“So that’s why the Buffett family has Christmas dinner at McDonald’s,” he laughs. “It explains a lot of things.”

Warren Buffett's most eccentric traits

Warren Buffett’s most eccentric traits

The cards are rare. While Buffett’s is only good in Omaha, he explains that Gates’ card gets him free meals anywhere in the world. “Mine is only good in Omaha, but I never leave Omaha so mine is just as good as his,” he says.

Billionaires aren’t the only ones who can boast of Gold Card privileges — although if helps to know someone. In 2015, actor Rob Lowe revealed his own card during a segment on Jimmy Kimmel Live. “My buddy’s dad invented the Egg McMuffin,” he says. “Which, to me, is like the greatest human achievement.”

Like Buffett’s card, Lowe’s was limited. He could only use it at McDonald’s franchises in Santa Barbara or Goleta, Calif., and it expired after a year, in 2016.

Regardless of your stance on this subject, this post from the Internet is quite amusing.
In her radio show, Dr Laura Schlesinger said that, as an observant
Orthodox Jew, homosexuality is an abomination according to Leviticus18:22, and cannot be condoned under any circumstance.

 

The following response is an open letter to Dr. Laura, written by a US man, and posted on the Internet.It’s funny, as well as informative:

 

Dear Dr. Laura:
Thank you for doing so much to educate people regarding God’s Law.

 

I have learned a great deal from your show, and try to share that
knowledge with as many people as I can. When someone tries to defend the homosexual lifestyle, for example, I simply remind them that Leviticus 18:22 clearly states it to be an abomination … End of
that debate.

 

I do need some advice from you, however, regarding some other
elements of God’s Laws and how to follow them.

 

  1. Leviticus 25:44 states that I may possess slaves, both male and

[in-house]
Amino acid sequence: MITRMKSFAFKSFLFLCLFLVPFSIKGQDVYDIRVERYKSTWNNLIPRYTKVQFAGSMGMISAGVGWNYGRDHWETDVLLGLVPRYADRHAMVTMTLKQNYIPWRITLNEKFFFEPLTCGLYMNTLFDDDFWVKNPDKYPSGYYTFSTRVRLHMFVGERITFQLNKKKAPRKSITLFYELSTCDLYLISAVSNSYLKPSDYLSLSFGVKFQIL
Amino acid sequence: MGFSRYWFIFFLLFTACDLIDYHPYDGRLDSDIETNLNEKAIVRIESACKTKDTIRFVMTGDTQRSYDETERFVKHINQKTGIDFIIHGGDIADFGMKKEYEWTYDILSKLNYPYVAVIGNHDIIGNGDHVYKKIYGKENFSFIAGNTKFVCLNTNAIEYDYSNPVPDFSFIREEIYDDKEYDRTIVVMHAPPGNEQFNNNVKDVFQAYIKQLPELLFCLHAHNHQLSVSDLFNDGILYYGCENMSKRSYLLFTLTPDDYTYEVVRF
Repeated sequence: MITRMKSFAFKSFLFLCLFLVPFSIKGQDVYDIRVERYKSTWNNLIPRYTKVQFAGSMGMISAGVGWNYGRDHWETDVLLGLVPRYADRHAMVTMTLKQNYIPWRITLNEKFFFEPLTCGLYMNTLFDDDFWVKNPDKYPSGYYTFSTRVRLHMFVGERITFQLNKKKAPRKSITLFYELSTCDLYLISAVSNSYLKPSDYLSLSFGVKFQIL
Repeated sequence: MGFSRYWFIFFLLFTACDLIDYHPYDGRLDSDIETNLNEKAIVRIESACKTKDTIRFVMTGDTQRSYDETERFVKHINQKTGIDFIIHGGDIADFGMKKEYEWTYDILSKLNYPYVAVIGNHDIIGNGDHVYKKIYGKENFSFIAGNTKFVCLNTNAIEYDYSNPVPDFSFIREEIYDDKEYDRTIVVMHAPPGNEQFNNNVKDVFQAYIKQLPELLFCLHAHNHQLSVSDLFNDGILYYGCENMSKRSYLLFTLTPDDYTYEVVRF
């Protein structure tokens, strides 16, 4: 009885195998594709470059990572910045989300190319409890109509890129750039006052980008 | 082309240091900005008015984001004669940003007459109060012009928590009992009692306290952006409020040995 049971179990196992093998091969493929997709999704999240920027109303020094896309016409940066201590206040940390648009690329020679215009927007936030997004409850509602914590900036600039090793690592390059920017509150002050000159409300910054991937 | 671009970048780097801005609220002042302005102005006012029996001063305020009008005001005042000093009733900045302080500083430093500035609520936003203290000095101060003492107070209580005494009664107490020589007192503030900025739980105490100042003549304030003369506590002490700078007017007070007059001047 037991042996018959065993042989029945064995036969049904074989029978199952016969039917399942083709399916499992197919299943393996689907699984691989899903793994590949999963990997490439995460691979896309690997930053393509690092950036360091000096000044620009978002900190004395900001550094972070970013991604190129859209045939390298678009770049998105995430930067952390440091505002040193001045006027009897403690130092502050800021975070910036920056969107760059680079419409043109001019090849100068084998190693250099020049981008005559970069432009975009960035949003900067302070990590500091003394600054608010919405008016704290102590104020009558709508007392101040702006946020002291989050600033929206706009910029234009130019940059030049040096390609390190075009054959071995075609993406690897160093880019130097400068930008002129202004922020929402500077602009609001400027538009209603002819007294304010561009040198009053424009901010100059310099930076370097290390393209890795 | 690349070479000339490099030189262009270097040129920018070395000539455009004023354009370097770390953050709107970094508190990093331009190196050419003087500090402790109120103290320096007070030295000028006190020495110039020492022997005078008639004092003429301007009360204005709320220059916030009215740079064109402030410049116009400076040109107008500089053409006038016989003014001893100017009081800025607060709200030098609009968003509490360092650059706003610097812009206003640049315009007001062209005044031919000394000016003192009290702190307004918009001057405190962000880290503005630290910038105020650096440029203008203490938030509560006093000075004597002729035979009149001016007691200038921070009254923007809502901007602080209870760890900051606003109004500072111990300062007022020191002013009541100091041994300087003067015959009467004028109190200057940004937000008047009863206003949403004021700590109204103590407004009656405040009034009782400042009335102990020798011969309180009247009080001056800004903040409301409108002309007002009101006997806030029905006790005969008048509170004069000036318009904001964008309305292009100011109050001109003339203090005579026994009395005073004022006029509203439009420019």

female, provided they are from neighboring nations. A friend of mine
    claims that this applies to Mexicans, but not Canadians. Can you
    clarify?

 

Why can’t I own Canadians?

 

  1. I would like to sell my daughter into slavery, as sanctioned in
    Exodus 21:7. In this day and age, what do you think would be a fair
    price for her?

 

  1. I know that I am allowed no contact with a woman while she is in her period of Menstrual uncleanliness – Lev.15: 19-24. The problem is how do I tell? I have tried asking, but most women take offense.

 

  1. When I burn a bull on the altar as a sacrifice, I know it creates a
    pleasing odor for the Lord – Lev.1:9. The problem is my neighbors.
    They claim the odor is not pleasing to them. Should I smite them?

 

  1. I have a neighbor who insists on working on the Sabbath. Exodus
    35:2 clearly states he should be put to death. Am I morally obligated
    to kill him myself, or should I ask the police to do it?

 

  1. A friend of mine feels that even though eating shellfish is an
    abomination, Lev. 11:10, it is a lesser abomination than
    homosexuality. I don’t agree. Can you settle this? Are there
    ‘degrees’ of abomination?

 

  1. Lev. 21:20 states that I may not approach the altar of God if I
    have a defect in my sight. I have to admit that I wear reading
    glasses. Does my vision have to be 20/20, or is there some wiggle-room here?

 

  1. Most of my male friends get their hair trimmed, including the hair
    around their temples, even though this is expressly forbidden by Lev.
    19:27. How should they die?

 

  1. I know from Lev. 11:6-8 that touching the skin of a dead pig makes
    me unclean, but may I still play football if I wear gloves?

 

  1. My uncle has a farm. He violates Lev.19:19 by planting two
    different crops in the same field, as does his wife by wearing garments
    made of two different kinds of thread (cotton/polyester blend). He also tends to curse and blaspheme a lot. Is it really necessary that we go to all the trouble of getting the whole town together to stone them?
    Lev.24:10-16. Couldn’t we just burn them to death at a private family
    affair, like we do with people who sleep with their in-laws? (Lev. 20:14)

 

I know you have studied these things extensively and thus enjoy
considerable expertise in such matters, so I’m confident you can help.
Thank you again for reminding us that God’s word is eternal and unchanging.

 

Your adoring fan.

 

James M. Kauffman, Ed.D. Professor Emeritus,
Dept. Of Curriculum, Instruction, and Special Education
University of Virginia

 

PS: It would be a damn shame if we couldn’t own a Canadian.

December 2017
S M T W T F S
« Nov    
 12
3456789
10111213141516
17181920212223
24252627282930
31  

Enter your email address to subscribe to this blog and receive notifications of new posts by email.

Join 581 other followers